A wealthy but older nobleman presses his amorous suit on a teenage beauty by offering her a cup of chocolate (an expensive new world luxury reputed to be an aphrodisiac). The nobleman’s manservant pushes the spoon at her like a contract as the debutante’s chaperone (or Madame?) enjoys her own chocolate while carefully eying her headstrong young charge (who wears the corsage of her actual love interest between her breasts). In the background another couple arrange an assignation while at back a roue shows off some sort of cheating implement to a masked & veiled person who is mostly hidden behind a column. Roman columns and a piece of an ancient marble (a font? a catafalque? a sarcophagus?) remind us of greater eras in the past, and the inexorable death of empires.

Is this interpretation right? Who can say. The pictorial puzzle has no clear answer that I am aware of, but the puzzle of it invites us to turn it over and over in our heads. Probably the Longhi expert at the Saint Louis Museum would say “oh that wire device is actually a clotheshanger and the model’s white slipper and gown indicate that she is figure beyond reproach.” Yet once we start asking questions, the painting feels anything but innocent, even if we can never know the specifics. The sense of exciting secrets just beyond our apprehension is Longhi’s greatest gift. It has endowed this perfectly chaste picture of a girl drinking cocoa with all sorts of shadowy insinuations. Longhi’s brush did not just tickle a subdued (yet strangely sensual) palette of pinks, browns, and grays, it also tickles our imagination…and that turns out to be naughtier than any actual Carnival naughtiness.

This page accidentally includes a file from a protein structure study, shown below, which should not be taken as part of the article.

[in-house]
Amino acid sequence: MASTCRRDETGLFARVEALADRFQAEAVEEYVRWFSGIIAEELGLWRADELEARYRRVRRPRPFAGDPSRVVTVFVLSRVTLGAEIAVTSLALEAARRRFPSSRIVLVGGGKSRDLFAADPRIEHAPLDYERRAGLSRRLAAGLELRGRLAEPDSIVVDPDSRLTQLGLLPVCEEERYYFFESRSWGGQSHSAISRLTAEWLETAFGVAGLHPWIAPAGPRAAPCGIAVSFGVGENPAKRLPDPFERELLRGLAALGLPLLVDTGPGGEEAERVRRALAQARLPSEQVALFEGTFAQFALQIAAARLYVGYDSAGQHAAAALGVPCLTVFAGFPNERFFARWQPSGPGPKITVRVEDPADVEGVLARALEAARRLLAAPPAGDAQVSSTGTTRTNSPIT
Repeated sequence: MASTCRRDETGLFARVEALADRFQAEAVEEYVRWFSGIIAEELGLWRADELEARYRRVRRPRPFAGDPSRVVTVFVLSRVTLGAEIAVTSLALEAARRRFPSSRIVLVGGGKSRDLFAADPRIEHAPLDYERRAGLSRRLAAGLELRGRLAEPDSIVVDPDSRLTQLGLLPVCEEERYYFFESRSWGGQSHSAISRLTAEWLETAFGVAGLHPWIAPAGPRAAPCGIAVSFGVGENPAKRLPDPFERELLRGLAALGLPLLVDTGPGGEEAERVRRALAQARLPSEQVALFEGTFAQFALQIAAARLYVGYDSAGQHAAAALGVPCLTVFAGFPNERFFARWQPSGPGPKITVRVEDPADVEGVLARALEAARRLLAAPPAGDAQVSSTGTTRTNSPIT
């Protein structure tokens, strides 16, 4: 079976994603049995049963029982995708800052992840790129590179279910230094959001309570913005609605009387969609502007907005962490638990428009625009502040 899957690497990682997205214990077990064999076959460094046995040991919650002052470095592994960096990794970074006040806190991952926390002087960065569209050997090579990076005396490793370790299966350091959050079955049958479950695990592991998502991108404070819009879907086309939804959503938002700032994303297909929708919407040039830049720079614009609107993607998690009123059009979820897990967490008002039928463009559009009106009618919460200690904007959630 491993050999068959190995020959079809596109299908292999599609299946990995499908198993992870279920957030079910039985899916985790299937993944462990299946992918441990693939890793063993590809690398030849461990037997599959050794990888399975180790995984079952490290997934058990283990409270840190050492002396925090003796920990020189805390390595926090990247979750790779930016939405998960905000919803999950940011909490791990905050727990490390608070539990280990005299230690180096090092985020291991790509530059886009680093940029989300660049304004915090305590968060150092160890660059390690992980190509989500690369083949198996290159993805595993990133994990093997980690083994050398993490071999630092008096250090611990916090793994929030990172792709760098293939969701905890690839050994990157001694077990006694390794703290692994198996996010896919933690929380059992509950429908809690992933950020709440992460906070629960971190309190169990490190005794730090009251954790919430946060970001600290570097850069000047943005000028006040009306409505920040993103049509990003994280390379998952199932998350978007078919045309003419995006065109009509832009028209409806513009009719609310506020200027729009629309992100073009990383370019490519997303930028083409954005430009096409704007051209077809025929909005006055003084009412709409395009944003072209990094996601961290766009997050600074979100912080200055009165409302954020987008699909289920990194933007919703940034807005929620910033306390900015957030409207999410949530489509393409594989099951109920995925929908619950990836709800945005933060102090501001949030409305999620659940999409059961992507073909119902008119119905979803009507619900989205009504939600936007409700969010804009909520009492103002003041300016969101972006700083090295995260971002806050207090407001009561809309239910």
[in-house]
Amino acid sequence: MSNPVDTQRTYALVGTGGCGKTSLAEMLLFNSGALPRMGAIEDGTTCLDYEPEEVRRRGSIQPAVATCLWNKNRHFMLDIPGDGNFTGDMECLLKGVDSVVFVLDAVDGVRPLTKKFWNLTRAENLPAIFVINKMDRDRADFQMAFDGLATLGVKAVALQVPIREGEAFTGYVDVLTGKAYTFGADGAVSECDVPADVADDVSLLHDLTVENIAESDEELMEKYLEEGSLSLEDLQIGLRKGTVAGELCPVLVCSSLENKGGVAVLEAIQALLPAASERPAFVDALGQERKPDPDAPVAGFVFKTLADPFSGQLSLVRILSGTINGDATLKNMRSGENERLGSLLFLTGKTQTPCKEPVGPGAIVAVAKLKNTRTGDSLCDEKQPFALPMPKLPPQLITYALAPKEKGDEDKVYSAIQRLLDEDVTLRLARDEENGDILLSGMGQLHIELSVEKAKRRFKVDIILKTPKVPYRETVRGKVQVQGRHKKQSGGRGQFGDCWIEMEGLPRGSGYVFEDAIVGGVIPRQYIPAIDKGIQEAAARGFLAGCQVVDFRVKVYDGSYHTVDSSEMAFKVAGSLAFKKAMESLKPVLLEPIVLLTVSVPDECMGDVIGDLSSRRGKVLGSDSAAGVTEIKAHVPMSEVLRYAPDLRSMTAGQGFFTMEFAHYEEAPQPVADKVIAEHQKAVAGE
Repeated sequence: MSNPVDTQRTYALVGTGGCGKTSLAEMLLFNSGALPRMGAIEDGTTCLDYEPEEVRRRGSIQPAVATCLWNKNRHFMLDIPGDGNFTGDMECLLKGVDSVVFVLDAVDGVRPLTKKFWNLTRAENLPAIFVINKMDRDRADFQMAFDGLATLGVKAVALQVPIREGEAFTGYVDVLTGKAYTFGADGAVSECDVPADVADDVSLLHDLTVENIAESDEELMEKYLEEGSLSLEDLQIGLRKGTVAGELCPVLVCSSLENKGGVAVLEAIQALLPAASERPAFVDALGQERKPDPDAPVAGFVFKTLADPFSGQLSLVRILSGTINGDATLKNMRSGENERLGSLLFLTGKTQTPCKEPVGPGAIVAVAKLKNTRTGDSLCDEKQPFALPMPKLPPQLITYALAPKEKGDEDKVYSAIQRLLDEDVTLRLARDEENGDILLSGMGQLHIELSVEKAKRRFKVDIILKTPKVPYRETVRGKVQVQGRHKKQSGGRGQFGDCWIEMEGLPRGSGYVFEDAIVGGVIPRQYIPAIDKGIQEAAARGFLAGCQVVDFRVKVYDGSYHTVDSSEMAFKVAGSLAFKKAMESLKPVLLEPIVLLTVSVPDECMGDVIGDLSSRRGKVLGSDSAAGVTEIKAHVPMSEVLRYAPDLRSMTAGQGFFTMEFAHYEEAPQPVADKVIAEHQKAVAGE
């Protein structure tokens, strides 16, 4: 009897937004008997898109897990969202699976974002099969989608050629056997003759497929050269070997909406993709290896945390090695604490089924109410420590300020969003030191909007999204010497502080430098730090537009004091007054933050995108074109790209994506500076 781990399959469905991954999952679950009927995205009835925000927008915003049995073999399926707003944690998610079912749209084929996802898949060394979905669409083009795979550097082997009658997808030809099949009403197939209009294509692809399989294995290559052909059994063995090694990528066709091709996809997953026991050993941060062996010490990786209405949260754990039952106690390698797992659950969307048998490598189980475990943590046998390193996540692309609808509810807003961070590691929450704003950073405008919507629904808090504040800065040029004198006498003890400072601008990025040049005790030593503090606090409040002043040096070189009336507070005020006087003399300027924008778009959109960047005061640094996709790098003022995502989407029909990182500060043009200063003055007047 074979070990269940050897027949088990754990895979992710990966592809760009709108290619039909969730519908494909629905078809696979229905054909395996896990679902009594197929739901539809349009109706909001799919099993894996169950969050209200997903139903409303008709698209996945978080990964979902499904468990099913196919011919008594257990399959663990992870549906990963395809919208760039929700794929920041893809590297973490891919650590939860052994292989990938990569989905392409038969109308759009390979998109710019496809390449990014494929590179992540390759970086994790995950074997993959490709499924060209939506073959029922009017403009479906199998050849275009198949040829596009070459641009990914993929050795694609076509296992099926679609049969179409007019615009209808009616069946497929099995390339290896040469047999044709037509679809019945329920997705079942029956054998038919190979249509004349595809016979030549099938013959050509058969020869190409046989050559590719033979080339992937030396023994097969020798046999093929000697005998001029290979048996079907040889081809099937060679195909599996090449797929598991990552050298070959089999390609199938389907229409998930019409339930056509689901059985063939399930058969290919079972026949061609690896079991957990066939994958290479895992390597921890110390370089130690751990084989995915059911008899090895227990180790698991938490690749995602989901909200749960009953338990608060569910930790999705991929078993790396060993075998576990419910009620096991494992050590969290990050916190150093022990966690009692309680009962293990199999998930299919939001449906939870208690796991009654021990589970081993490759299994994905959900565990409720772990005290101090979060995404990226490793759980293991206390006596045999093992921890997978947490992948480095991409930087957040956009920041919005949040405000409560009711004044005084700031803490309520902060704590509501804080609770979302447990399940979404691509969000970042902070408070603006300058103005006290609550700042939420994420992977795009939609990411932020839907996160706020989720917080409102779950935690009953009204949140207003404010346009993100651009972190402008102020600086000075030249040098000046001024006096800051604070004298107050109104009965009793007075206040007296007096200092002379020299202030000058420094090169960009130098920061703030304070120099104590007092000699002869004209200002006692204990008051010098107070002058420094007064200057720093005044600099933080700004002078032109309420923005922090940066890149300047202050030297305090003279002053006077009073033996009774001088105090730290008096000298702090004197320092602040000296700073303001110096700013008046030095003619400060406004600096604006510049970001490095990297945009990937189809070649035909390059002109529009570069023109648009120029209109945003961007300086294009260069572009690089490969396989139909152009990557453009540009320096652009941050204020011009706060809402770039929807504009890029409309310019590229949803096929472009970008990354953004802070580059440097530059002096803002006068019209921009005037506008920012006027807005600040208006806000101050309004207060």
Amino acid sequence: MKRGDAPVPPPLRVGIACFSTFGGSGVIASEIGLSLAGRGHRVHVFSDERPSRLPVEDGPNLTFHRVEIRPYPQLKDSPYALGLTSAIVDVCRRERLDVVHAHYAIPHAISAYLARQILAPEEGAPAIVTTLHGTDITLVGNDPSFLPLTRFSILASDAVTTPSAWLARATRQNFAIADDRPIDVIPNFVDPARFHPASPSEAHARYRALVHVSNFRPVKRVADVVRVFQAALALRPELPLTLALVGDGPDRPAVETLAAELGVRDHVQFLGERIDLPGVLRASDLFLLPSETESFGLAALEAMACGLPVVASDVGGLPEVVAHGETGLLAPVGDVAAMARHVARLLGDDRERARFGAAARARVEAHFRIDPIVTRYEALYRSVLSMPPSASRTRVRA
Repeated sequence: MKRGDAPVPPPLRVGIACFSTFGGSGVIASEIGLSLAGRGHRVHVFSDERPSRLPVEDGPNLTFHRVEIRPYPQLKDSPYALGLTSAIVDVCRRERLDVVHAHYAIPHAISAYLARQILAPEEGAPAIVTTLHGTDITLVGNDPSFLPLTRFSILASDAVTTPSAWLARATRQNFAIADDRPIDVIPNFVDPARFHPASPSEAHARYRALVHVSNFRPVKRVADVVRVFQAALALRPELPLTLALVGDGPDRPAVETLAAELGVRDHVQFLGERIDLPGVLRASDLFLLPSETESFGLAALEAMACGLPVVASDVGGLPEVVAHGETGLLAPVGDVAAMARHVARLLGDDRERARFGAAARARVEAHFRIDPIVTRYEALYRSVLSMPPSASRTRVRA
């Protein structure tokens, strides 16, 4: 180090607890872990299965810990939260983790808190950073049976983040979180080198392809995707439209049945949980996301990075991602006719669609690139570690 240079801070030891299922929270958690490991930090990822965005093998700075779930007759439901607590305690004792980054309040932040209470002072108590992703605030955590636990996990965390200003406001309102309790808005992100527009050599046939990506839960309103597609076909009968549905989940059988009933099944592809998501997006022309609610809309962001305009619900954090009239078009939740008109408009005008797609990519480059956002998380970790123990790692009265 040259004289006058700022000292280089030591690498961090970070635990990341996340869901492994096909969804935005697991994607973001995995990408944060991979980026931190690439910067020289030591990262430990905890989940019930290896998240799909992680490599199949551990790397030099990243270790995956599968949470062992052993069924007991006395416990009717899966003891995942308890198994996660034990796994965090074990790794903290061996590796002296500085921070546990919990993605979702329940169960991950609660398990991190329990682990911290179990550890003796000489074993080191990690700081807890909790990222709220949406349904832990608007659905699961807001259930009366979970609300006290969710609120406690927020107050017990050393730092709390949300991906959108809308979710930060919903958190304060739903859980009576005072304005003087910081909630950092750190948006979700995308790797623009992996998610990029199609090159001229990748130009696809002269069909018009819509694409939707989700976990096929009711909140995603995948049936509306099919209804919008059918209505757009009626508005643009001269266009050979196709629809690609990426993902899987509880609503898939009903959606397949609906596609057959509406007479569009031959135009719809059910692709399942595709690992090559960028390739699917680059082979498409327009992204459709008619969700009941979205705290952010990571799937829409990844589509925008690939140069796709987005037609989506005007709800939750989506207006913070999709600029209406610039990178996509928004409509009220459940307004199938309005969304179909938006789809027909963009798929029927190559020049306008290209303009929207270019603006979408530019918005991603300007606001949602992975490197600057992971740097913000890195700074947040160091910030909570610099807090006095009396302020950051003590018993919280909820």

To take our minds off of the cabin fever of being stuck at home (in a pandemic…in the snow), today’s post features one of the world’s most extravagant and beautiful buildings. This complex is Wat Rong Khun, the white temple of Chiang Rai in Northern Thailand. Sources inform me that it actually totally exists, right here in the real world (although I find it somewhat difficult to believe such a thing, because, well, just look at it!).